Why create a new public safety facility?
Law enforcement is constantly evolving to meet the needs of today’s challenges in public safety.
As the landscape of policing changes over time, many agencies need facilities that can incorporate or accommodate these changes.
However, before starting plans for a new facility, there are items to consider in ensuring that the new or updated facility will meet the current and future needs of the agency and community.
Community engagement has become a central focus in policing.
The premise is to build relationships with community members and involve them in public safety efforts to strengthen the department’s presence and relationship with the community it serves and to enhance the community’s trust in the agency.
There are many ways to implement this philosophy, and facility design is one factor that can play a critical part in any law enforcement agency’s community engagement efforts.
Several considerations come into play when determining whether a public safety facility promotes an agency’s community engagement initiatives.
The following questions can also help to identify changes that can be made to current or future facilities to transform them into community-friendly buildings:
- Is the location accessible to the public?
- Does the current facility provide spaces to house public events (which can also be used for departmental ceremonies and promotions)?
- Does the lobby create a welcoming and inviting environment, so community members feel safe to engage with the officers and the department?
- Does the building provide adequate space to conduct police and court services while providing public access?
- Does the building welcome the public, or does it have a “fortress” look and feel?
- What makes a facility a community building?
- And lastly, are there spaces within the structure for youth in the community to interact with the department staff in a positive environment, such as a recreation room?
There is a fine design balance required in creating open, inviting spaces for the public, while still protecting officers, staff, and secured areas within the building.
With recent concerns for both officers and citizens, safety is of paramount importance.
The following elements can be instrumental in creating a building that is open to the community while maintaining the proper lines of invisible security on site and within the building: They are:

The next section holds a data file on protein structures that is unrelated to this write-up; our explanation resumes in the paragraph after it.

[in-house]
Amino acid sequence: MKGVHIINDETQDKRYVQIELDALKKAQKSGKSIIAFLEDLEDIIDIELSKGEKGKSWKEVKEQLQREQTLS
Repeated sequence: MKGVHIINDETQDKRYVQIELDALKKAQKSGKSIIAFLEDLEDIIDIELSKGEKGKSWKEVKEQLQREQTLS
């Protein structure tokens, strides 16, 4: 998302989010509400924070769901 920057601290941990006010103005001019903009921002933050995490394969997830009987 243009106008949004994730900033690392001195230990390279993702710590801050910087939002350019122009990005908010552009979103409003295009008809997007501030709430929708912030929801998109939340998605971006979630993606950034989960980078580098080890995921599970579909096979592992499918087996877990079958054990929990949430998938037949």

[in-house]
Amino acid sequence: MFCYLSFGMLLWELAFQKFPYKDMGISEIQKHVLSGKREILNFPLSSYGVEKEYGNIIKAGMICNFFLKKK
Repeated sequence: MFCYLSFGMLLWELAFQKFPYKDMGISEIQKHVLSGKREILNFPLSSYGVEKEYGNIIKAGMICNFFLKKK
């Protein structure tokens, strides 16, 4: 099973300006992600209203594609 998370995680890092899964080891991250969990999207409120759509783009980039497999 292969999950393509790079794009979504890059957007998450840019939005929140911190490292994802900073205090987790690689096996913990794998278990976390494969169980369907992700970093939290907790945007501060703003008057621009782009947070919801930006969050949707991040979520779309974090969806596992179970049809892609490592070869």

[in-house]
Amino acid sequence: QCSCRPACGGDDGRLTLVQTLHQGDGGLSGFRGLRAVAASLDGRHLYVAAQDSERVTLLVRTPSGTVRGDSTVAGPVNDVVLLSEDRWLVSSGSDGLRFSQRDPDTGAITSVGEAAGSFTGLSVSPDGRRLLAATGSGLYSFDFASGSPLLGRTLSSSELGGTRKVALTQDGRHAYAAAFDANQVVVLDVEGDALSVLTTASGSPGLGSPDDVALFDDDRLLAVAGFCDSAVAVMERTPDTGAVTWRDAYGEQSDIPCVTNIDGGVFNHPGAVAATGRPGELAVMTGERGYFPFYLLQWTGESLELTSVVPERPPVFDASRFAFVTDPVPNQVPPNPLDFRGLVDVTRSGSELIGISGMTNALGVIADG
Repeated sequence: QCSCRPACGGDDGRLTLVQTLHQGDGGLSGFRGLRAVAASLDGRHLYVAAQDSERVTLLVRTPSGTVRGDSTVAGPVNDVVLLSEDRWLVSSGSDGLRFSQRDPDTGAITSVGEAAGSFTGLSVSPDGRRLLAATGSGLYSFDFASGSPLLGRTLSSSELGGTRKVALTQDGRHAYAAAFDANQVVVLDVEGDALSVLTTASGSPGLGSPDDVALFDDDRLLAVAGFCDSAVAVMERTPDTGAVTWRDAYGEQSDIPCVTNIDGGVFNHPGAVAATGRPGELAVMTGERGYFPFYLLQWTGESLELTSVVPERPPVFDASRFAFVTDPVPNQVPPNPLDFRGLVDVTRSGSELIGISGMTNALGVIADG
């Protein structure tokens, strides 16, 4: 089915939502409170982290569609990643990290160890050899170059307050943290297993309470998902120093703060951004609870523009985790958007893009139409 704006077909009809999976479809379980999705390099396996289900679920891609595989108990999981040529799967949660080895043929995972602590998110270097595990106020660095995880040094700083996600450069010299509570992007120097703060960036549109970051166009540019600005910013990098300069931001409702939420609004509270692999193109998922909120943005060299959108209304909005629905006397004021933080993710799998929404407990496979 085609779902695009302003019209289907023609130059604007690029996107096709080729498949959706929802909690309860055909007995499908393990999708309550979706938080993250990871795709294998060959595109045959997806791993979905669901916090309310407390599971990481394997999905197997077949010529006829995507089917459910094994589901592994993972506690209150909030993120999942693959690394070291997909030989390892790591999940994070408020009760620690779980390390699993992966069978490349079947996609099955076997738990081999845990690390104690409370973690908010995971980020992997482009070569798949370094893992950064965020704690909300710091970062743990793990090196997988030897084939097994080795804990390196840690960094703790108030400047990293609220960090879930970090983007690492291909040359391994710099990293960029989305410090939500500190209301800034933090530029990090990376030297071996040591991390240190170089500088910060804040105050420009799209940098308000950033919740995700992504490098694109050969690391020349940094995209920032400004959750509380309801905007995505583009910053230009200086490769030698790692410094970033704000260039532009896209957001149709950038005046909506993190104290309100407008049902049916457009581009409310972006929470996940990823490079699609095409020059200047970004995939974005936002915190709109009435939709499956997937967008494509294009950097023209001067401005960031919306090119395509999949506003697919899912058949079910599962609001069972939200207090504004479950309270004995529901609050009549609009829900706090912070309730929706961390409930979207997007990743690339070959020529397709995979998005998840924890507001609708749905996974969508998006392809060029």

- Security controls in the public lobby as well as throughout the building
- Secured parking for staff that is visually and physically separated from the public parking areas
- CCTV at all entry points, as well as in sensitive areas throughout the building and site
- Decompression areas for the public as well as the staff
Another consideration when evaluating our current facilities or planning for future facilities is accreditation standards.
Accreditation standards are generally based on procedures; however, the way a facility is designed can aid or hinder these procedures.
For instance, an agency requires adequate and appropriate space for personnel to conduct their work.
Certain areas of the facility are assessed and continually undergo scrutiny of how they protect the interests of the department, its personnel, and the community members interacting with staff within the facility.
Areas that might be evaluated include the records unit; training facilities; patrol work areas; property and evidence management areas; crime scene laboratories; secured interview suites; hazardous materials storage; criminal investigations work areas; and dispatch centers.
Working with an experienced architect who specializes in designing a facility with these standards in mind will aid in the reaccreditation process.
Agencies looking to improve their community engagement efforts and better meet the evolving demands and roles of law enforcement have 3 choices.
Do nothing and hope the status quo allows them to tread water.
Update and improve their current facilities—Or consider constructing a new building that takes those needs into consideration from day one.
Before starting to remodel or rebuild, due diligence should performed.
Some of the topics discussed so far were:
1. How to evaluate the needs and desires of our community relative to public safety compared to the agency and our community’s current and future needs?
2. Making the case for the funding of a new facility and the benefits of decisions.
3. Obtaining support from both the community and local political entities.
4. Considering funding capabilities and sources for the project.
In summary, the purpose of building a new Public Safety Facility is to provide a safe, attractive, and well-maintained community through support for quality law enforcement services and programs.